nytheatre.com review by Susan Gordon
August 21, 2006
Pith! is a race of a play with a slow start. It begins in a courtyard in Providence, Rhode Island after Sunday services, where people meet for food and gossip. There, two people unlikely to share pie—Nancy Kimble, a plain, bored church lady who likely is younger than she looks, and Jack Vail, a good-enough-looking dreamer of a sailor with some odd facial and body phrasing—share a little flight of fancy in which he guides her to the starring role of tourist. When he learns she works for Mrs. Virginia Tilford, a broken-hearted widow, the stage is set for the bulk of the show.
What follows is a voyage that can legitimately be called madcap through New Orleans, Panama, and Ecuador (to the fabled place called Oriente). There are three actors, a few chairs, and some household items here and there, but from them develops a list of characters and objects too long to write here, including a pirate-like man holding the one very valuable copy of the map Mr. Tilford tragically followed ten long years ago, a madly jabbering guide shot with a poison dart, and a magical lake. People and things alike are moved along forcefully without ever leaving the stage. . . hem hem, I mean, Mrs. Tilford's living room.
Stewart Lemoine, artistic director of Edmonton's Teatro La Quindicina, wrote and directed this charmingly old-fashioned hour of horsing around. It's 1931, the world is sepia-toned, and when it's sad it's to the tunes of Rosa Ponselle played on a portable Victrola. At first introduction, the characters seem stilted, too obvious, too over-the-top. Nancy Kimble sharing pie after Sunday service is amusing but in the ways a caricature is. Vail is simply too sudden and silly to be taken seriously from a seat in a quiet and darkened theatre. The first glimpse of the grieving widow Tilford comes off best of the three: she is exactly what you'd expect a quick mock-up of an upper-class Rhode Island widow to be. When Vail arrives in a frantic jumpy whirl, she is knocked off-kilter, but pulls off just the type of cool witty responses you'd suppose.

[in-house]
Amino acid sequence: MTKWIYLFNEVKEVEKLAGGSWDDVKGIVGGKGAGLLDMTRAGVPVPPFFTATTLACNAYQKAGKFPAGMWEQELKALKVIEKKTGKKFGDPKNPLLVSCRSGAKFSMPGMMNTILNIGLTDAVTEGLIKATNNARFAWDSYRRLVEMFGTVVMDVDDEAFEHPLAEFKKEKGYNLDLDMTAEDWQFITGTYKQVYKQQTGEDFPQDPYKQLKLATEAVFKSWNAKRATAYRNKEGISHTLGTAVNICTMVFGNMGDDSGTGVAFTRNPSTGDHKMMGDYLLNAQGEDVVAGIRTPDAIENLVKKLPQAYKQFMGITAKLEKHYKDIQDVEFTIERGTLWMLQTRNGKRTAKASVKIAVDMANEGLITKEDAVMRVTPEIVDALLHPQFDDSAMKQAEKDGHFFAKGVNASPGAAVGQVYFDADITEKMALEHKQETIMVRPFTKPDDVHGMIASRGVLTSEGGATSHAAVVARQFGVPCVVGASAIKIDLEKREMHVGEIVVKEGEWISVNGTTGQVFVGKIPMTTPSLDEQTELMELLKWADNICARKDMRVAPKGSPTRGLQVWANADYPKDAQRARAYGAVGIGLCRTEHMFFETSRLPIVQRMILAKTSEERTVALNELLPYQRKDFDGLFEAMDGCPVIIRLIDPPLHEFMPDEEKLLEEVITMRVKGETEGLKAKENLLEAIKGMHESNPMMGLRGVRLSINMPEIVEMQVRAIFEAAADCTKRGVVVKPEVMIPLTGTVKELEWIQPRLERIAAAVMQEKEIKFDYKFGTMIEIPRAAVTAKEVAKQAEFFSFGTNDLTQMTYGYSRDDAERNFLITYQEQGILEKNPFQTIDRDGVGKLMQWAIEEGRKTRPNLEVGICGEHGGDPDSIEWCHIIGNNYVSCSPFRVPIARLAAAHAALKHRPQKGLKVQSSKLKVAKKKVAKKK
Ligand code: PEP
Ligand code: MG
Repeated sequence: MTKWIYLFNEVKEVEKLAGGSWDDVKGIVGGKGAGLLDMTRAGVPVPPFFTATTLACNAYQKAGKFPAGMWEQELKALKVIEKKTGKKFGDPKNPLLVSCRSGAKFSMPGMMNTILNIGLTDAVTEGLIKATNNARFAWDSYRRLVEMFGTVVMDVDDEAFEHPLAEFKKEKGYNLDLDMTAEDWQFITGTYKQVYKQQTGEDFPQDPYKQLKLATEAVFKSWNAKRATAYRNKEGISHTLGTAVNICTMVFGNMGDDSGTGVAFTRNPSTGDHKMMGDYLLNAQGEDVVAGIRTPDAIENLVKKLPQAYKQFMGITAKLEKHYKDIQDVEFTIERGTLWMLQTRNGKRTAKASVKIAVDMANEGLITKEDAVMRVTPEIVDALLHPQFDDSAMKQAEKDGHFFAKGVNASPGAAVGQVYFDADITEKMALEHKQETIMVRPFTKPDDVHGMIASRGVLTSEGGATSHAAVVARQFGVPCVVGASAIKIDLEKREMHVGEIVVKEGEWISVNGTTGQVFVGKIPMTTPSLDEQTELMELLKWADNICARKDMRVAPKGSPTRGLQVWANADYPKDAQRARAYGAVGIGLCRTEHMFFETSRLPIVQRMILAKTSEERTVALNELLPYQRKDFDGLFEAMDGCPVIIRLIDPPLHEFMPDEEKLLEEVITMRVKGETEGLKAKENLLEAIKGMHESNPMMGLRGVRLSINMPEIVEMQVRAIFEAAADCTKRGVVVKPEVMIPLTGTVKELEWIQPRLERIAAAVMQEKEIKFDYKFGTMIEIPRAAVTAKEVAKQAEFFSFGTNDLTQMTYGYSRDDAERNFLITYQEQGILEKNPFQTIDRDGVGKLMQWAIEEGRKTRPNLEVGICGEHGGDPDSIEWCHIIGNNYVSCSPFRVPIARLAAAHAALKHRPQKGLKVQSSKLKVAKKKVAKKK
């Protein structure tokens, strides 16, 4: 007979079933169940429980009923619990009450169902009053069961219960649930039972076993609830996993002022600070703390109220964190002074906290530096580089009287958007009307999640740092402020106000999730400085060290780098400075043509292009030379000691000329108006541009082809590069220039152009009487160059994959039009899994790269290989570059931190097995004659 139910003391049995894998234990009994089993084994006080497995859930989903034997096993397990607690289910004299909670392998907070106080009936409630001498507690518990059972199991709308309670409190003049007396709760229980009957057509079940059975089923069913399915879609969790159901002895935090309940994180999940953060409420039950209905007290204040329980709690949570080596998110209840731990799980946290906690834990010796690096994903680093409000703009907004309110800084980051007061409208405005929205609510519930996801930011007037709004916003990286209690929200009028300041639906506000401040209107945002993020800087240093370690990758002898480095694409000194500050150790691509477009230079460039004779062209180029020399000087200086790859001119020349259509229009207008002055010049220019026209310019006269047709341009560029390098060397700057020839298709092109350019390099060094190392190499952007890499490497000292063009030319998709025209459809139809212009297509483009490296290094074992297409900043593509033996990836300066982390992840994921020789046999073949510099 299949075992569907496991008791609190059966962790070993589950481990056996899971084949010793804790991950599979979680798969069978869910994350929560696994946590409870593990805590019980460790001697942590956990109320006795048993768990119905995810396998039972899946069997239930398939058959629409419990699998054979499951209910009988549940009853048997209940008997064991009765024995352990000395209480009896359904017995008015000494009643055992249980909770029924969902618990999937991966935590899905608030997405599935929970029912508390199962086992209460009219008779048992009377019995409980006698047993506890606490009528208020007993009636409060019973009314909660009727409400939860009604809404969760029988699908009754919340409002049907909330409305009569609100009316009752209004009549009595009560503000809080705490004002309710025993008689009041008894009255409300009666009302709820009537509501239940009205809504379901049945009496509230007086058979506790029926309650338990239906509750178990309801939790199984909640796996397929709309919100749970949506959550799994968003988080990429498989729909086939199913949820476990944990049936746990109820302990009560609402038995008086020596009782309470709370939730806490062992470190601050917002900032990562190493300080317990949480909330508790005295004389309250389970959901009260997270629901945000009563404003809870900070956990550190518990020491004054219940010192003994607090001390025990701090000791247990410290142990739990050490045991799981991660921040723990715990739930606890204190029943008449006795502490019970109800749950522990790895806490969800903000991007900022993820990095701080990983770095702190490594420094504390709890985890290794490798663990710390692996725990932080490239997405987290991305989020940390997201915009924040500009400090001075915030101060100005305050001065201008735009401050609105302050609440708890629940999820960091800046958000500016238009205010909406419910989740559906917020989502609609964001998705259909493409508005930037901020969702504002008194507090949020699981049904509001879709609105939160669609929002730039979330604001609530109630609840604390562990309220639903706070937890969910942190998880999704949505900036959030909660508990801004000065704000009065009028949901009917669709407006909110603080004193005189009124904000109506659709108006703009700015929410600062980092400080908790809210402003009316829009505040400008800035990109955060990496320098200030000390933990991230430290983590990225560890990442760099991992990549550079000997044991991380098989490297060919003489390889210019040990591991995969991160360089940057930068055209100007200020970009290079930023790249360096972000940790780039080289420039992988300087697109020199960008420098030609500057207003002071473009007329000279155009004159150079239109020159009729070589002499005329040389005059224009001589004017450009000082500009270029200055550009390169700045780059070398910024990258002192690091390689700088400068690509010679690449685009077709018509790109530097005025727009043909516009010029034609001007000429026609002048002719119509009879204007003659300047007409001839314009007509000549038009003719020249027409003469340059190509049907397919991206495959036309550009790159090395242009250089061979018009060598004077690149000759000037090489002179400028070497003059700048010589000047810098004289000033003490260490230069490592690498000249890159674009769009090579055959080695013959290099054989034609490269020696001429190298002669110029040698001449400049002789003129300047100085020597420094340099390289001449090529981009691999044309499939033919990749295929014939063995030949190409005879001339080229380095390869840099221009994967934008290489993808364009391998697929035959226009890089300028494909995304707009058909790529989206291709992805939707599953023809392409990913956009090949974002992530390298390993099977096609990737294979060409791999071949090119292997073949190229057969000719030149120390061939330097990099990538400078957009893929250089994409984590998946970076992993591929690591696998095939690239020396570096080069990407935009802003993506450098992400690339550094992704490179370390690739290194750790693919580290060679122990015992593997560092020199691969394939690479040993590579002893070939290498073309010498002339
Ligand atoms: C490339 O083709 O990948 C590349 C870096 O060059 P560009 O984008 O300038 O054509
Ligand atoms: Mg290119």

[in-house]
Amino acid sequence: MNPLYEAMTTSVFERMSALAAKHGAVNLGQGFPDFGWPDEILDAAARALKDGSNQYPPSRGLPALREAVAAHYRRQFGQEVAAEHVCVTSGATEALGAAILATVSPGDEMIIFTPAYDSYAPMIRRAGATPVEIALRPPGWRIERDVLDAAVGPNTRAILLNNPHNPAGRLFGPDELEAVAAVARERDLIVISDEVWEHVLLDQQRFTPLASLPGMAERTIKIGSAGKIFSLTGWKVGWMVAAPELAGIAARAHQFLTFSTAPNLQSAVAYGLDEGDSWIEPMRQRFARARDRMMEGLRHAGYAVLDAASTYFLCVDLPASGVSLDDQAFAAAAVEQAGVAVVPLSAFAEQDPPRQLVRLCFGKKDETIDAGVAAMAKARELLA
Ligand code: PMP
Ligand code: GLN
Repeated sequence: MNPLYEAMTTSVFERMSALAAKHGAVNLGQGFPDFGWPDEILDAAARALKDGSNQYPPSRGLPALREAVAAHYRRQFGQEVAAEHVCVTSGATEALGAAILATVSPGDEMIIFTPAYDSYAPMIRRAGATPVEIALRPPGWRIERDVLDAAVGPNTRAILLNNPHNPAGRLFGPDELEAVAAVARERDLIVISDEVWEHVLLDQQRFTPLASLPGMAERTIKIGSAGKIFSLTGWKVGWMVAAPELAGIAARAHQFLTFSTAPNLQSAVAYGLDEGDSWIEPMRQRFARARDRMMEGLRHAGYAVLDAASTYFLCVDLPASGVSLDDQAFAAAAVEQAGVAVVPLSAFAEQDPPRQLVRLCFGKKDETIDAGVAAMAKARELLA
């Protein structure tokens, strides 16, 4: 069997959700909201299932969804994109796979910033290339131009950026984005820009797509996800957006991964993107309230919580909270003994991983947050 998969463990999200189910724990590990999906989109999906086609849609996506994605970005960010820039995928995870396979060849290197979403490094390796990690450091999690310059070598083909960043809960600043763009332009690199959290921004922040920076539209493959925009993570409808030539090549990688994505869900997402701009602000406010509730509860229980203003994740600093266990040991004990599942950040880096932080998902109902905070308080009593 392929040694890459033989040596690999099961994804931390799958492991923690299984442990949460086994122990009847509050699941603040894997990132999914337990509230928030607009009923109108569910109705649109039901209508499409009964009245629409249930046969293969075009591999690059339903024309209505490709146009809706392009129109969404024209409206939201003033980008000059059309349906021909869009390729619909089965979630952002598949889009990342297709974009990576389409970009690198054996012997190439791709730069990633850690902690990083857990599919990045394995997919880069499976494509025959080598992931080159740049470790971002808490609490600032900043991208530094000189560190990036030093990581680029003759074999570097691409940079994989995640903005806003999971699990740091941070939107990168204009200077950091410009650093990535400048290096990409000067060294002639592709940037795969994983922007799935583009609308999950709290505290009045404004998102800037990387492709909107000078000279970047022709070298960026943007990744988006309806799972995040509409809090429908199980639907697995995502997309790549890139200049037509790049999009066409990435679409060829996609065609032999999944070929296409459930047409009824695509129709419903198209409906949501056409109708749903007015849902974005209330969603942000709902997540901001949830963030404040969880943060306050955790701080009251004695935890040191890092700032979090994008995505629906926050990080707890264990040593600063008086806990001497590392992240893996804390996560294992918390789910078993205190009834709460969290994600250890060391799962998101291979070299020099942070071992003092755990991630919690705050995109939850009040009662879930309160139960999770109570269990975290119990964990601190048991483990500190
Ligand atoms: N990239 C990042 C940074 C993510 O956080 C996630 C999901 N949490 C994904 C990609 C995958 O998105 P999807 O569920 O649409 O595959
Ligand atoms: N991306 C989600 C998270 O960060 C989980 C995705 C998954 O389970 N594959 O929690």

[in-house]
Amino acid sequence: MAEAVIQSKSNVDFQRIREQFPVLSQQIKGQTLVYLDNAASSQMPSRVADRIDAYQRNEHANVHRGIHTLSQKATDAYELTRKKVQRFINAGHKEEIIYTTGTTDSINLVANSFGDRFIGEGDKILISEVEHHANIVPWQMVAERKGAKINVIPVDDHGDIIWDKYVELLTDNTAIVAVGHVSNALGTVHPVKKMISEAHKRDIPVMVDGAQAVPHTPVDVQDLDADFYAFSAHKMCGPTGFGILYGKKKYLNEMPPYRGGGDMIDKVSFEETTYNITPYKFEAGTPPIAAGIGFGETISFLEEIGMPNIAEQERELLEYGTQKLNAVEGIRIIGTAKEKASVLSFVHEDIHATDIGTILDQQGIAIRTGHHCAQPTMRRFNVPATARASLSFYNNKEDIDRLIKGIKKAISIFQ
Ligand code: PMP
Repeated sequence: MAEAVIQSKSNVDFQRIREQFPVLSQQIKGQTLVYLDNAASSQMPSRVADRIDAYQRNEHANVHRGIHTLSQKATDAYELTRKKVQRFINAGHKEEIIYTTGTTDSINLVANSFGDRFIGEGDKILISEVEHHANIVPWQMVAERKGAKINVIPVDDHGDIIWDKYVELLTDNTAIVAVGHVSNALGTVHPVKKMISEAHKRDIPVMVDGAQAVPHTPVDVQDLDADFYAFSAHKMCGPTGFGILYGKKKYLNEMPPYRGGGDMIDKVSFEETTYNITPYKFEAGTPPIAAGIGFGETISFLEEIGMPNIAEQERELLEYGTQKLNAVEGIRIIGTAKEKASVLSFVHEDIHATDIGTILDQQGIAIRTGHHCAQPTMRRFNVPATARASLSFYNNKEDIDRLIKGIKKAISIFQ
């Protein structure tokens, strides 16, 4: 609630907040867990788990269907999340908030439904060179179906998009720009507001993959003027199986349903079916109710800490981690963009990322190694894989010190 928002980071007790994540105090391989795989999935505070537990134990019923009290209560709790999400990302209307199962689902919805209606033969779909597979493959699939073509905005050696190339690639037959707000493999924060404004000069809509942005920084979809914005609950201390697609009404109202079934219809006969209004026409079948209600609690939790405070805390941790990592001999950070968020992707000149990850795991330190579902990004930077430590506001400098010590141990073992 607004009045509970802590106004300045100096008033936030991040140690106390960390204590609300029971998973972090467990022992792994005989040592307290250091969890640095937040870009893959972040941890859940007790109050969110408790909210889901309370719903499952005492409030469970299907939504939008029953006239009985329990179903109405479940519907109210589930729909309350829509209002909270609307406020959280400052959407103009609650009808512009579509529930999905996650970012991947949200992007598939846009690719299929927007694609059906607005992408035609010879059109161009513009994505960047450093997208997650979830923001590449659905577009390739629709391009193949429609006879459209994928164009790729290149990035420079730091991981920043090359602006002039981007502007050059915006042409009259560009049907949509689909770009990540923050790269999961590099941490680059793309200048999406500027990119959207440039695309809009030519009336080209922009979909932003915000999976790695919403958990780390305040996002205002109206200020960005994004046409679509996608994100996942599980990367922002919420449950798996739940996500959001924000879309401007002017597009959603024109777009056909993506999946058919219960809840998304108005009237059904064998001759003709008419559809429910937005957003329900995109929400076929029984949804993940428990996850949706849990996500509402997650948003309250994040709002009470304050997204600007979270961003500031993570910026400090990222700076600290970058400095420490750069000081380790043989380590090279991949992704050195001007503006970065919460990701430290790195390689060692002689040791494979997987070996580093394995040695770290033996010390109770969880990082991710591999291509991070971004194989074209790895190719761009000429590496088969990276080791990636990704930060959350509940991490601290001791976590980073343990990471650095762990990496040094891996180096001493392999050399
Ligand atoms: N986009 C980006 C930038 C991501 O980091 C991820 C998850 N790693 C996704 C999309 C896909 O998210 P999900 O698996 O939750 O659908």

The last moment I remember resisting Pith!'s odd allure was during Mrs. Tilford's abrupt decision to embark on Vail's strange trip. Was it the presence of a man, any man, that did it? She certainly didn't seem won over. Shaken, and in the right ways, sure, but hers was far too quick of a conversion and I was not quite buying it. Then sometime later, and without noticing how, or when, or why, I found myself right alongside the two travelers and their Jack-in-a-box-like guide. This play's magic is that you can see it more and more clearly as it goes on, letting the actors open up, blossom. Nancy Kimble reveals herself to be a brassy tough gal, Mae West-like, while Vail becomes ever more pleasingly cartoonlike, Ren and Stimpy-esque.
Jack Vail stands for the opposite of "pith and practicality," which he points out as the ruiners of the world. He gives you instructions for following the play early on: "Close your eyes and bring those images to mind. Make sure they're vivid and in color." No need. It took the actors, and me, a while to warm up, but by the time we were closing in on Oriente I realized I'd begun to believe quite some time ago. And, actually, I still don't entirely believe that we never left the living room.